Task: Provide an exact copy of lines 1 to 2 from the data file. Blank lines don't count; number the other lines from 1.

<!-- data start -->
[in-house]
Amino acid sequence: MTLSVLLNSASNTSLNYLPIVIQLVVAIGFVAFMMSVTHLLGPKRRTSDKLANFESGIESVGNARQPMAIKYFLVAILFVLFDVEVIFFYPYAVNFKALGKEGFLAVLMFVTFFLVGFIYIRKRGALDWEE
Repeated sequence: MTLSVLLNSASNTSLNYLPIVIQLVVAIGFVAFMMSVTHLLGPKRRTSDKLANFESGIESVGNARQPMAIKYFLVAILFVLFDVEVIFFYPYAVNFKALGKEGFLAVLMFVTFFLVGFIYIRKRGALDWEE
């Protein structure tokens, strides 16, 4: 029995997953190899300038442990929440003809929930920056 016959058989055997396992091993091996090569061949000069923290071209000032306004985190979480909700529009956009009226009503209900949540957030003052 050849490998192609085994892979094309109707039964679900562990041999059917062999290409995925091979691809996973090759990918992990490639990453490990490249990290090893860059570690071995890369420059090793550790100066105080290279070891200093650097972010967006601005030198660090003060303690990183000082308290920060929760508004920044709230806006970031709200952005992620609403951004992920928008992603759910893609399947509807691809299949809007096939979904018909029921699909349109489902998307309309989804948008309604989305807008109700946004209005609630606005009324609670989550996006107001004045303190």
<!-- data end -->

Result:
[in-house]
Amino acid sequence: MTLSVLLNSASNTSLNYLPIVIQLVVAIGFVAFMMSVTHLLGPKRRTSDKLANFESGIESVGNARQPMAIKYFLVAILFVLFDVEVIFFYPYAVNFKALGKEGFLAVLMFVTFFLVGFIYIRKRGALDWEE